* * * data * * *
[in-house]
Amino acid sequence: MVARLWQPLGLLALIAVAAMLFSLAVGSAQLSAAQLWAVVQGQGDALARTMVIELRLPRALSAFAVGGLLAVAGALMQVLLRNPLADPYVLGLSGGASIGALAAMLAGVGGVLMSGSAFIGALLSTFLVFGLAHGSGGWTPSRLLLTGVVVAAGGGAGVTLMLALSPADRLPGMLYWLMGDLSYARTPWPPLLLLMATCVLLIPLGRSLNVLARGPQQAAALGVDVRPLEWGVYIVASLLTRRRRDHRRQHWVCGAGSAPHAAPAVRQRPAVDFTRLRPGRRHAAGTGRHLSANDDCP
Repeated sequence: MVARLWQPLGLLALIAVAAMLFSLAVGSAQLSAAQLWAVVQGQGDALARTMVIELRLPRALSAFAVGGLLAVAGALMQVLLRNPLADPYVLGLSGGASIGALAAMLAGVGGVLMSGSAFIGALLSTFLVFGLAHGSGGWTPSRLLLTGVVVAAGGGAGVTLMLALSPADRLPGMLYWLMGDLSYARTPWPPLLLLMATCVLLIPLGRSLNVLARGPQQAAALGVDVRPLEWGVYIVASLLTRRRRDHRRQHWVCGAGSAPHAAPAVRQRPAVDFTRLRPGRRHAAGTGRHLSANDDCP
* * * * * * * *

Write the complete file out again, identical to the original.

[in-house]
Amino acid sequence: MVARLWQPLGLLALIAVAAMLFSLAVGSAQLSAAQLWAVVQGQGDALARTMVIELRLPRALSAFAVGGLLAVAGALMQVLLRNPLADPYVLGLSGGASIGALAAMLAGVGGVLMSGSAFIGALLSTFLVFGLAHGSGGWTPSRLLLTGVVVAAGGGAGVTLMLALSPADRLPGMLYWLMGDLSYARTPWPPLLLLMATCVLLIPLGRSLNVLARGPQQAAALGVDVRPLEWGVYIVASLLTRRRRDHRRQHWVCGAGSAPHAAPAVRQRPAVDFTRLRPGRRHAAGTGRHLSANDDCP
Repeated sequence: MVARLWQPLGLLALIAVAAMLFSLAVGSAQLSAAQLWAVVQGQGDALARTMVIELRLPRALSAFAVGGLLAVAGALMQVLLRNPLADPYVLGLSGGASIGALAAMLAGVGGVLMSGSAFIGALLSTFLVFGLAHGSGGWTPSRLLLTGVVVAAGGGAGVTLMLALSPADRLPGMLYWLMGDLSYARTPWPPLLLLMATCVLLIPLGRSLNVLARGPQQAAALGVDVRPLEWGVYIVASLLTRRRRDHRRQHWVCGAGSAPHAAPAVRQRPAVDFTRLRPGRRHAAGTGRHLSANDDCP